Just ask. That’s more or less what I said about the Holy Spirit last week. If we feel we lack the relationship with God—Father, Son and Holy Spirit—that we hear so much about, we might think over what St. James says in his epistle: “You do not have, because you do not ask.” (James 4:2)

And when asking God to reveal himself more deeply to us as Father we have a bit of a head start. Although earthly fathers come in all shapes and sizes, with varying degrees of imperfection, we do know what a father is. If our fathers showed us a father’s love, that’s a great place to start. But even if they didn’t, we know what was lacking and what we truly need now.

The first reading today highlights the creativity of God. Of course fathers are pro-creators of their children, a necessary part of their conception.

(For some reason, what are called “Dad jokes” have gone viral on the internet lately. Every one of them is a real groaner, way too corny to tell from the pulpit. But I did stumble across a joke about dads that emphasizes their role in procreation. Four men are in the hospital waiting room because their wives are having babies. A nurse goes up to the first guy and says, “Congratulations! You’re the father of twins.”

“That’s odd,” answers the man. “I work for the Minnesota Twins!”

A nurse says to the second guy, “Congratulations! You’re the father of triplets!”

“That’s weird,” answers the second man. “I work for the 3M Company!”

A nurse tells the third man, “Congratulations! You’re the father of quadruplets!”

“That’s strange,” he answers. “I work at the Four Seasons hotel!”

The last man is groaning and banging his head against the wall. “What’s wrong?” the others ask.

“I work for 7 Up!”)

If the first reading has a certain focus on biological fatherhood, we might say that the second reading applies well to adoptive fathers. St. Paul tells us that God’s love has been poured into our hearts through the Holy Spirit—love is a free gift because we have been chosen to be God’s sons and daughters.

A couple of young adults and I found the time before Easter to watch Father Dave Pivonca’s video series “The Wild Goose.” It took us a few months to watch all the episodes, but it was worth it—you might want to do the same on YouTube. One of the best episodes was called “The Spirit of Adoption.” In it, Father Dave pointed out that Roman fathers could fairly easily disown their natural children.

“If they angered him, he had the legal right to disown his children, sell them into slavery or even kill them,” one history blog states clearly. (I am glad I didn’t live in ancient Rome!)

But an adoptive father had no such rights. Since the adopted child had been chosen and desired, he was a permanent member of the family. St. Paul has this in mind when he tells us “For you did not receive a spirit of slavery to fall back into fear, but you have received a Spirit of adoption” (Romans 8:15).

So whether we look on God as our creator, the one who formed us in our mother’s wombs, or as the God who has freely poured his love into our hearts, Father’s Day is a great day to ask for a deeper and closer parent-child relationship with him.

There’s no opposition between the persons of the Blessed Trinity, so approaching God in his fatherhood will bring us closer to the Son and the Holy Spirit. That’s clear from what Jesus says in the Gospel this morning: “All that the Father has is mine.” These words echo his words earlier in John’s Gospel: “The Father and I are one” (John 10:30).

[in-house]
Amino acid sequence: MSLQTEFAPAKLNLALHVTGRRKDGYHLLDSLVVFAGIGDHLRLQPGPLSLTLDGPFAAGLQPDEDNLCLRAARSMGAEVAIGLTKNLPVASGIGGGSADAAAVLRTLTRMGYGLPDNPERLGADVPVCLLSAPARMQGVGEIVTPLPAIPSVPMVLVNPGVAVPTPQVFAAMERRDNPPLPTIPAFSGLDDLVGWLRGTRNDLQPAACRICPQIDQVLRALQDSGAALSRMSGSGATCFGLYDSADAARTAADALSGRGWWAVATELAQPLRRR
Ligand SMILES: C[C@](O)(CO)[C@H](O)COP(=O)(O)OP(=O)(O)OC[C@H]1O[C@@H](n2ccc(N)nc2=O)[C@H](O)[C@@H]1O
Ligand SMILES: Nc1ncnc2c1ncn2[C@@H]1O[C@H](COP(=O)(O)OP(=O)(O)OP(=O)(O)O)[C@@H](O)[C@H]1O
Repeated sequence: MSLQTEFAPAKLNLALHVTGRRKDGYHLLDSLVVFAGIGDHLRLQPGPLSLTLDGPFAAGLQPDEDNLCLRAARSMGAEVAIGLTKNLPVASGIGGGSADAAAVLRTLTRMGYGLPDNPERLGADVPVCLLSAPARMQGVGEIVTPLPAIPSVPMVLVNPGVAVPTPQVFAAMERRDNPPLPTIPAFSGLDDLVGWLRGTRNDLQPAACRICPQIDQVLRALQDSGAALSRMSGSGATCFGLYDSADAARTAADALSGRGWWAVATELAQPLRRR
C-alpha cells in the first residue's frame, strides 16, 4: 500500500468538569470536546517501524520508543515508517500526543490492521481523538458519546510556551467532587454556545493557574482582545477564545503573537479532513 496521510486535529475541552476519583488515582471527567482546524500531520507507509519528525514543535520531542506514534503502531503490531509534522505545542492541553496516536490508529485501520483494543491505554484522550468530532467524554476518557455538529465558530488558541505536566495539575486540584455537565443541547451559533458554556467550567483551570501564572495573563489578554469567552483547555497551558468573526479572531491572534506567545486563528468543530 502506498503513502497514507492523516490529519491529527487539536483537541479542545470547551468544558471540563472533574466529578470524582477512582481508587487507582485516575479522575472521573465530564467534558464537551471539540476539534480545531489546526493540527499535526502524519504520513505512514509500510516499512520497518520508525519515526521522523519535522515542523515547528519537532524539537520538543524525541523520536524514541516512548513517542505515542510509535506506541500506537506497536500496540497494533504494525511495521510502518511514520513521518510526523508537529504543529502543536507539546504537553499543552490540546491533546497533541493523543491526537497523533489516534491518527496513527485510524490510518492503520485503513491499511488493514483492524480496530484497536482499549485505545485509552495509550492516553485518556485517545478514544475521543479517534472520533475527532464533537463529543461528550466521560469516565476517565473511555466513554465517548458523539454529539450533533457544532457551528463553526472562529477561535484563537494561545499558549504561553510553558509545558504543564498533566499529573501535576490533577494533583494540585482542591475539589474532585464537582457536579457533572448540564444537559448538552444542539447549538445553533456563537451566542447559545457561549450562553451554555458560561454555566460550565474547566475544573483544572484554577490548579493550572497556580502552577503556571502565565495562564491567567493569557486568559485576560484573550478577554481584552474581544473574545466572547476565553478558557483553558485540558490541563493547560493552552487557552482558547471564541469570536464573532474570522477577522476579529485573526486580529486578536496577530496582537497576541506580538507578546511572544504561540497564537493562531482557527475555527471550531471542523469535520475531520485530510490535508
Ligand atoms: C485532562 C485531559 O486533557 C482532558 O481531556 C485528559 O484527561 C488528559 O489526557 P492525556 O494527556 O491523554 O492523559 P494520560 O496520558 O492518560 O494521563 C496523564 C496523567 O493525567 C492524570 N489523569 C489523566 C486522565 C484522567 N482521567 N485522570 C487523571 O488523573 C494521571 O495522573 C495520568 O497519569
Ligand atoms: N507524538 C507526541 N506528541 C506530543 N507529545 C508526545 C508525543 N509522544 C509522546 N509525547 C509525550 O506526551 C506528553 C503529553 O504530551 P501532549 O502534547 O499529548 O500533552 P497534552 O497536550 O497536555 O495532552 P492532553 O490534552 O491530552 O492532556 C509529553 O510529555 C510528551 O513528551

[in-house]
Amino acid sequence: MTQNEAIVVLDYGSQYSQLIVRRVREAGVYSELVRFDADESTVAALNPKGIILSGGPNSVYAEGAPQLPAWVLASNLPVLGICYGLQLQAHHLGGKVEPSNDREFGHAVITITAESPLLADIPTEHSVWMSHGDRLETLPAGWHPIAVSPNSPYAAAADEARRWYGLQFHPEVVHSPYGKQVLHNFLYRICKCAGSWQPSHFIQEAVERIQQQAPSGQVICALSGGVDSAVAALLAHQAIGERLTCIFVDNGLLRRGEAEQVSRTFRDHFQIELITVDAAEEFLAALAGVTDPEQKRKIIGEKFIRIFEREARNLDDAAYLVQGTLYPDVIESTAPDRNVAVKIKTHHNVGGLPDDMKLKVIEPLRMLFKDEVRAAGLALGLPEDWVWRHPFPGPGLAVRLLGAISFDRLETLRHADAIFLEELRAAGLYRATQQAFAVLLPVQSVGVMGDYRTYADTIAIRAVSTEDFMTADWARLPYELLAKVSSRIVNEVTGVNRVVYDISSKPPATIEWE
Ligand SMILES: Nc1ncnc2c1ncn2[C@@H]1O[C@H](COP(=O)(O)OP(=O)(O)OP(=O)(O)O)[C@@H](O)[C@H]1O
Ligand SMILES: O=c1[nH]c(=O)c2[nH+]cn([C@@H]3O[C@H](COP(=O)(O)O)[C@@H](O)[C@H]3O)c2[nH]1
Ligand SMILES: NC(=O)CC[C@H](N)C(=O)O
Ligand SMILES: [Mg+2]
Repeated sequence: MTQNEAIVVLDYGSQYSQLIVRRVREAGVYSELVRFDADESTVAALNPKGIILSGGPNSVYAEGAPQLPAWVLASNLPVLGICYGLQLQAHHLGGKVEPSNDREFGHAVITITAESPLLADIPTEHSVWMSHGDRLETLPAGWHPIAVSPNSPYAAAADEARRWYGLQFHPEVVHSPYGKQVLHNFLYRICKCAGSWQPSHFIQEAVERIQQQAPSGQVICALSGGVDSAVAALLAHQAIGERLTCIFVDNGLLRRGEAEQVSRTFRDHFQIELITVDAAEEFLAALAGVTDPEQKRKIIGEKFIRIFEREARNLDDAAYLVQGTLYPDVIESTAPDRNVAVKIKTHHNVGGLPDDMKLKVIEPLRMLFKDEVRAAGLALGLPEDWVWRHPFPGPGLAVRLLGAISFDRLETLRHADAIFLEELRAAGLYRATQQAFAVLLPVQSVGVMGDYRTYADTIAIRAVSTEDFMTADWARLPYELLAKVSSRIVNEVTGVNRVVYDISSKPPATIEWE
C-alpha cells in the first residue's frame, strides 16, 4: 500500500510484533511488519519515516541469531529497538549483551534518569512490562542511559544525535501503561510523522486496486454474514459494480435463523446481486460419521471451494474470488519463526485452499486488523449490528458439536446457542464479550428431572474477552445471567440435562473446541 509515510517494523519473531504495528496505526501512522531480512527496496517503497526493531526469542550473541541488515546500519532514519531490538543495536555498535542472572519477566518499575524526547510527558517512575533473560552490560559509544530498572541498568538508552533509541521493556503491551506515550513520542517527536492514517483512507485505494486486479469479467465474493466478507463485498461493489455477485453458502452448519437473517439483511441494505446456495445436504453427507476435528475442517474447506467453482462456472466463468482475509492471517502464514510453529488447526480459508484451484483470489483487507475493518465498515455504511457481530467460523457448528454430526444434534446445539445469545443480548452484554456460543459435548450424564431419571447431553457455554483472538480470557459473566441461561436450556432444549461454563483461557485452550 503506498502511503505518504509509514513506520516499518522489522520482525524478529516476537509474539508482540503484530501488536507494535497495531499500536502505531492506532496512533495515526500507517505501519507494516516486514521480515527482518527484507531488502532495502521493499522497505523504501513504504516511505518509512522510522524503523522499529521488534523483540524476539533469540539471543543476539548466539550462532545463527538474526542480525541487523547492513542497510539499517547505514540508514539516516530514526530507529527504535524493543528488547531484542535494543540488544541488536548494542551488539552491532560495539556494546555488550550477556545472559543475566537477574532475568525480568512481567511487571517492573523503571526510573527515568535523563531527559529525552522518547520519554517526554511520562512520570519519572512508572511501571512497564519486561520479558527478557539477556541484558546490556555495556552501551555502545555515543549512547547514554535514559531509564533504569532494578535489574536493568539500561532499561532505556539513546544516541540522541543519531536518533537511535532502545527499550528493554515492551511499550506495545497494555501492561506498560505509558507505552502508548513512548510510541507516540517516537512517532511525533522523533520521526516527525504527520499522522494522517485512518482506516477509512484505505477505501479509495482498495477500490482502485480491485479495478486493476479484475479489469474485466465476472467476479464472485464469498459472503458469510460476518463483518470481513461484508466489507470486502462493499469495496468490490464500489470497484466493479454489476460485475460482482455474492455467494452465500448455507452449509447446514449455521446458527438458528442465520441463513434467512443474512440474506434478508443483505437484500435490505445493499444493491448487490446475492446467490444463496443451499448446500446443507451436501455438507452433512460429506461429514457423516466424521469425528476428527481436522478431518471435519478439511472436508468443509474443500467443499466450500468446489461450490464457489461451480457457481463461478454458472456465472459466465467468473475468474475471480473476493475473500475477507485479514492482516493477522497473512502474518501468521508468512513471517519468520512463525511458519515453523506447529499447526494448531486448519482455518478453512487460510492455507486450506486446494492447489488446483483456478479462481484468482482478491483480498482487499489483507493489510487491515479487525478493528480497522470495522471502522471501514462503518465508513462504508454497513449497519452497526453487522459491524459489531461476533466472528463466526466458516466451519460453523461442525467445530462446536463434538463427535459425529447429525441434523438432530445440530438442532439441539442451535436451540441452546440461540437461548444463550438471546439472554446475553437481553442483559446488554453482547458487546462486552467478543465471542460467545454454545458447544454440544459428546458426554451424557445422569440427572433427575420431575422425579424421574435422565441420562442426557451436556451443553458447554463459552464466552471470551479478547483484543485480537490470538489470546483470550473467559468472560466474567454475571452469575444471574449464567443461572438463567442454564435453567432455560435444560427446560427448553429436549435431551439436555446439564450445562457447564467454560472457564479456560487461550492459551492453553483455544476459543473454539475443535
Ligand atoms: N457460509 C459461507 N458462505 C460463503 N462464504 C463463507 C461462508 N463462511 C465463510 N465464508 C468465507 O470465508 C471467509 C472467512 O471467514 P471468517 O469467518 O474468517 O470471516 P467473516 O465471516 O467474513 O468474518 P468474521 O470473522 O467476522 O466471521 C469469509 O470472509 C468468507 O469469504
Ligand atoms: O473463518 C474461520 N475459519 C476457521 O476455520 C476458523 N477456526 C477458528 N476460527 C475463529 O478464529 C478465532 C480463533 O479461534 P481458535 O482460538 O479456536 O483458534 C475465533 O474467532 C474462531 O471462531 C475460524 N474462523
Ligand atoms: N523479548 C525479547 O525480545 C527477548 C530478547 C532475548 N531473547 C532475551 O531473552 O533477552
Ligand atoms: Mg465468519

So today, let’s ask God, who has made himself known to the human race, to make himself known to our hearts, through the Spirit of truth.

Sunday, June 9, 2019

Pentecost: The Second Mountain

David Brooks is a regular columnist in the New York Times. Twice a week he swims upstream as he writes about ethics and morality.

I’ve just started reading his latest book, and it’s already given me a new a simple way of looking at my life.

The book’s called The Second Mountain: The Quest for a Moral Life.

On page one, Brooks describes a certain kind of person—the kind of person I want to be, the kind of person we all want to know.

“Every once in a while.” he writes, “I meet a person who radiates joy.

“These are people who seem to glow with an inner light. They are kind, tranquil, delighted by small pleasures, and grateful for the large ones. These people are not perfect. They get exhausted and stressed. They make errors in judgment. But they live for others, and not for themselves.

“They’ve made unshakable commitments to family, a cause, a community, or a faith. They know why they were put on this earth and derive a deep satisfaction from doing what they have been called to do.

"Life isn’t easy for these people. They’ve taken on the burdens of others. But they have a serenity about them, a settled resolve. They are interested in you, make you feel cherished and known, and take delight in your good.”

But what really captured my interest—and what I want to share with you this morning—is what David Brooks calls these individuals. He calls them “second mountain people.”

He says we all have two mountains to climb. The goals of the first mountain are the normal goals society places in front of us as we begin our adult lives: to be a success, to be well thought of, to make the right connections, and to experience personal happiness.

“It’s all the normal stuff: nice home, nice family, nice vacations, good food, good friends, and so on.”

But then, he says, something happens.

“Some people get to the top of that first mountain, taste success, and find it… unsatisfying. ‘Is this all there is,’ they wonder. They sense there must be a deeper journey they can take.”

Others get knocked off the first mountain by some failure, some setback, some great suffering or life-altering tragedy.